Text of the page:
How to overwinter amaryllis?

Dugald Cameron

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Amaryllis in bloom (Photo from Flickr by Maja Dumat)
Amaryllis in bloom (Photo from Flickr by Maja Dumat)
Amaryllis in bloom (Photo from Flickr by Maja Dumat)

Sylvain in Montreal, Quebec, asks:

I stopped watering my amaryllis at the beginning of September as usual. The leaves yellowed and were cut off. As I was about to store them for 10 weeks in my cool, dark cellar, they started growing new flower stems! I have been growing amaryllis for 20 years and this has never happened. What should I do?

From Dugald Cameron, bulb expert:

In your case, I suggest leaving the flower stalks and let them bloom. After flowering, follow the steps for overwintering I learned from a customer who collected amaryllis.

After flowering, grow amaryllis on a sunny window indoors. Once temperatures are above freezing, move them to a shaded spot outdoors, watering occasionally to keep them from drying out. I use a slow-release fertilizer with more phosphorus and potassium than nitrogen — indicated by the last two numbers in fertilizer formulas. Stop watering in the fall, bring the plants indoors when overnight frosts threaten and cut off the foliage. Lay the pots on their side in a dark, cool spot. Don’t water until you see a sprouting flower stalk.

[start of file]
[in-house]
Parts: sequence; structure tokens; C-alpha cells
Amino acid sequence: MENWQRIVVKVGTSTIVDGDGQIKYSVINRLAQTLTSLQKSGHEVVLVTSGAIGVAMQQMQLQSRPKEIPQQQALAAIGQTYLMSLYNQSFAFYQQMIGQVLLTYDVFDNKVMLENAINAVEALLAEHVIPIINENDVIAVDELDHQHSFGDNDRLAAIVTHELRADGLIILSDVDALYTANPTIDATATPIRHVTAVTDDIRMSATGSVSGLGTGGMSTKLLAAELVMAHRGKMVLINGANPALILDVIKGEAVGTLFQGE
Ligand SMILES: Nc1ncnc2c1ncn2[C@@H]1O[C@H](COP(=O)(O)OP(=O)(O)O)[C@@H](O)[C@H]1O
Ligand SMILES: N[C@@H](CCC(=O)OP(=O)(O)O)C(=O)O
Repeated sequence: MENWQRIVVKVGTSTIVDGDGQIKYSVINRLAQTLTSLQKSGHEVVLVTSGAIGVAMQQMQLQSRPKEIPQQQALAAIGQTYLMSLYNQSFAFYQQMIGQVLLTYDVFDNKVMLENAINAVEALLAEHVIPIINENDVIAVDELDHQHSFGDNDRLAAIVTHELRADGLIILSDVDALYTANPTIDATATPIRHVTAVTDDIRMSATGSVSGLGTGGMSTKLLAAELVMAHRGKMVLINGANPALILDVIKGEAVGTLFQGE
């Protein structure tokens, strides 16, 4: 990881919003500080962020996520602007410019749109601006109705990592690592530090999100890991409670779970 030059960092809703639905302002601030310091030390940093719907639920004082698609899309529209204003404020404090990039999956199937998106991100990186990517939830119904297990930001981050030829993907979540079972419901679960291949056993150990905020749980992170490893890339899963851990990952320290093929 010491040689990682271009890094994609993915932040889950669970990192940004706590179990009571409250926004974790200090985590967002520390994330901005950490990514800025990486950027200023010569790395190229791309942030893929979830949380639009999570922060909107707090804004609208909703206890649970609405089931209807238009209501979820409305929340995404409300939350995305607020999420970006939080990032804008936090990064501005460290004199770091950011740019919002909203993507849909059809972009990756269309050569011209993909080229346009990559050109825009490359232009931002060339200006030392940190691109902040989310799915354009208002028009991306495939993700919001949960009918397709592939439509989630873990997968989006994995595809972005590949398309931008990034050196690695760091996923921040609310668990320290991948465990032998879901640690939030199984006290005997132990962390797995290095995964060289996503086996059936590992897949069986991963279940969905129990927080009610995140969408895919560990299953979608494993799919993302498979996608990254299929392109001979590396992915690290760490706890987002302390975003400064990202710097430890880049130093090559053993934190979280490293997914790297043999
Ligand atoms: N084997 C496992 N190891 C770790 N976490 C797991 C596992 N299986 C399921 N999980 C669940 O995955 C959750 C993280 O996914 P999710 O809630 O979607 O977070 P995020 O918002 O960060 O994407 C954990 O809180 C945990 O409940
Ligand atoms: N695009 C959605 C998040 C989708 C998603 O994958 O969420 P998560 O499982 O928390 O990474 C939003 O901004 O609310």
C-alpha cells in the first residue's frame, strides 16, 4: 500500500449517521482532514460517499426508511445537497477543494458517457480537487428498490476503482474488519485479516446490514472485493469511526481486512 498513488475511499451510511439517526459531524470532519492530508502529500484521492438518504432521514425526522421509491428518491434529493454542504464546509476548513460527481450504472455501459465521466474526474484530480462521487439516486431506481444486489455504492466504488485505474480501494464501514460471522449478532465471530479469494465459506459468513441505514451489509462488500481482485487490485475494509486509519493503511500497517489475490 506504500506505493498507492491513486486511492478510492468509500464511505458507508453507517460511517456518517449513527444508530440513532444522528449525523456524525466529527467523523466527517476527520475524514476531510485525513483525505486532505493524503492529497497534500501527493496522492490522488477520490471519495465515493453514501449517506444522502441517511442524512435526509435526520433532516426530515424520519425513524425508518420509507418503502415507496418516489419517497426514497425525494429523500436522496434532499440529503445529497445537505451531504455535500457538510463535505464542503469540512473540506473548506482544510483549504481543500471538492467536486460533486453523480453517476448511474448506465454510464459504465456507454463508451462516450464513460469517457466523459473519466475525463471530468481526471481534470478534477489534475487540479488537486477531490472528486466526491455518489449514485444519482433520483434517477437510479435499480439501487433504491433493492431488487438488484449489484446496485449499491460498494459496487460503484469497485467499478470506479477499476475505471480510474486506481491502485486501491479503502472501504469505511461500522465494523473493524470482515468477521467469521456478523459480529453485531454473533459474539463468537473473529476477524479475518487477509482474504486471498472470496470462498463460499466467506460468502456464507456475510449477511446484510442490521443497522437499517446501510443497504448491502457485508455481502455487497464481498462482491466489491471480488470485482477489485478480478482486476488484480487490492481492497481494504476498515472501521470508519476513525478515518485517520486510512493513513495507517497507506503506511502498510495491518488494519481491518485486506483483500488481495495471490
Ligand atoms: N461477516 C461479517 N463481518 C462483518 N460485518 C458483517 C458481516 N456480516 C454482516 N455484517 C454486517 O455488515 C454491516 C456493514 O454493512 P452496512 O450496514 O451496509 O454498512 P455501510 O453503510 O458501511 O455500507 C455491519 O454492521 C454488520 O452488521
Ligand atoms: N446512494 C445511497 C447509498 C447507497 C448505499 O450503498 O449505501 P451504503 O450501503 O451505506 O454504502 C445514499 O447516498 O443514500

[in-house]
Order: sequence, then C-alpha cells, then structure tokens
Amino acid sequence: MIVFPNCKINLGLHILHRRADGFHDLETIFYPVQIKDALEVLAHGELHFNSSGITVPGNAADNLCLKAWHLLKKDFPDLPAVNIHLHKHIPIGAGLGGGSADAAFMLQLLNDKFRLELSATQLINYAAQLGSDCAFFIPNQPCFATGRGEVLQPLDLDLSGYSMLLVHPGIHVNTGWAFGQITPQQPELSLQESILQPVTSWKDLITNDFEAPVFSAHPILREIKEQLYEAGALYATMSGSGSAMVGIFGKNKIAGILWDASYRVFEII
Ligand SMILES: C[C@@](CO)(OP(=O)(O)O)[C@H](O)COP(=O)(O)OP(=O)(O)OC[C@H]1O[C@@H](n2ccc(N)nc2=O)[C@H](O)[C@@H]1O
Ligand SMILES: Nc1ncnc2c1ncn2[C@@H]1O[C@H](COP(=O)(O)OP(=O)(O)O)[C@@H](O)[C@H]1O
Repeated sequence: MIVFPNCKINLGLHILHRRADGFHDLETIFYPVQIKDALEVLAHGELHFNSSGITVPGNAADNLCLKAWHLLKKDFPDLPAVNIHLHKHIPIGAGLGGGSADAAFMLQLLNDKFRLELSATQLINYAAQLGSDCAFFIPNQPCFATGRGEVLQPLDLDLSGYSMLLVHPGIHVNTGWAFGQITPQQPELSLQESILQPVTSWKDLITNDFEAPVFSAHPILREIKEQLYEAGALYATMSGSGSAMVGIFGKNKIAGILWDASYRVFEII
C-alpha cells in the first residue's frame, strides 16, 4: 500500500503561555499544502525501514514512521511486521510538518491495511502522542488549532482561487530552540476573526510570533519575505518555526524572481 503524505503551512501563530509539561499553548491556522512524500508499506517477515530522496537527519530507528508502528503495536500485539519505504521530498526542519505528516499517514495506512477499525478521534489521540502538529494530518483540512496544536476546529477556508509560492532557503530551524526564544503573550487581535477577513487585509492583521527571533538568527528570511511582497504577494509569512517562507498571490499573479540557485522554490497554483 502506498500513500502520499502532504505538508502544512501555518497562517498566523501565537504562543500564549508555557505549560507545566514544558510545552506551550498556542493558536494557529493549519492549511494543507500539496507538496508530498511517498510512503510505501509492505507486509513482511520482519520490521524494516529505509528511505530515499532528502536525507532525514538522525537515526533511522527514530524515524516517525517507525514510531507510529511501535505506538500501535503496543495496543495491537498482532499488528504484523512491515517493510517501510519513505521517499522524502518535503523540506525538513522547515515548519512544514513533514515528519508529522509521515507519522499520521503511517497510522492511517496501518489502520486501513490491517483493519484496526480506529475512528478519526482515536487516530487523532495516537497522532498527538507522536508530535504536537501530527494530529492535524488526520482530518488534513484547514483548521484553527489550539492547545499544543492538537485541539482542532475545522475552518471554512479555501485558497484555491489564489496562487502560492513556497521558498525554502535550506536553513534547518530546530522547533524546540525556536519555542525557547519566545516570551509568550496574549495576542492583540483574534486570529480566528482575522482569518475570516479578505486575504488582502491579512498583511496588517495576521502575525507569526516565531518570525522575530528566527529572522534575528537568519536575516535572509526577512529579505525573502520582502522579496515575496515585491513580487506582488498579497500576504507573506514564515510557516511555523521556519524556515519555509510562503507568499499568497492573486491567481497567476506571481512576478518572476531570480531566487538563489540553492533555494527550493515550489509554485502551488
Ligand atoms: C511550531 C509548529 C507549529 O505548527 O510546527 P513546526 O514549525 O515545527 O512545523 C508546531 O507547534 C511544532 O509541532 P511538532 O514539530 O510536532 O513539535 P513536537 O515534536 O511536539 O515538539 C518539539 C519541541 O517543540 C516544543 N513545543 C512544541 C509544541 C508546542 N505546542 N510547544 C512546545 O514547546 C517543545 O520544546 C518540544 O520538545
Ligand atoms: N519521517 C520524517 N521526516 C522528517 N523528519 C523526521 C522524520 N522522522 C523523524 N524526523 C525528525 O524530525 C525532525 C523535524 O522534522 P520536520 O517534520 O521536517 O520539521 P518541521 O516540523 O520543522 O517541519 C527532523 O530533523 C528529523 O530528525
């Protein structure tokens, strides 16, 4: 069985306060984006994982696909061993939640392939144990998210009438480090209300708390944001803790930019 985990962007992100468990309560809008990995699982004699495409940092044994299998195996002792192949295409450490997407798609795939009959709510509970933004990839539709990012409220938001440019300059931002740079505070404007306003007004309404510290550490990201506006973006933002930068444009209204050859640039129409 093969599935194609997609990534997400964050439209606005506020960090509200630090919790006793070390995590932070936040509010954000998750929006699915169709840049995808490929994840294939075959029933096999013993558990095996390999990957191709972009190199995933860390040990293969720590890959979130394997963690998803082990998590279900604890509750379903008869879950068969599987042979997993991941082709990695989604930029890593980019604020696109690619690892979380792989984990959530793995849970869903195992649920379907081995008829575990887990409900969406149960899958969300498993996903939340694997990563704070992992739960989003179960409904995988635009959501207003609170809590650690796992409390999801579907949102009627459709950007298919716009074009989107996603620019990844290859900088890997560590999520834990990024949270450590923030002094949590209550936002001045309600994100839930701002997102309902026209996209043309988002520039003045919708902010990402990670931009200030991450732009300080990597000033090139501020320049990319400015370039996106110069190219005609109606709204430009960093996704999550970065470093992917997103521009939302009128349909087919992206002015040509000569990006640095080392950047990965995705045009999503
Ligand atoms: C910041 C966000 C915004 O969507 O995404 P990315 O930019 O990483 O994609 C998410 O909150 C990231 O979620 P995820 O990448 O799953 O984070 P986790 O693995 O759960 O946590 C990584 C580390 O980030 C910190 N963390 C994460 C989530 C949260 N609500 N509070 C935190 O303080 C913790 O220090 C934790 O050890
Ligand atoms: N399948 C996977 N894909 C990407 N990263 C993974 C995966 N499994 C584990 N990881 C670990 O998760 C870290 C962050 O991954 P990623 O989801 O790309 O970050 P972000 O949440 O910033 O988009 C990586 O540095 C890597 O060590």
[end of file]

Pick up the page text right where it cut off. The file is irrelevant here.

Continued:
Considering the cost of amaryllis, it’s worth trying to get bulbs to bloom more than once year. Big bulbs are worth the investment; small ones should flower the first year, but may not flower the second year because they aren’t big enough.

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1 thought on “How to overwinter amaryllis?”

  1. My amarilus now has a stalk coming up it’s Jan here it’s cold I gave it some water does it like a sunny window looks like another is coming up as well how do I care for this thanks


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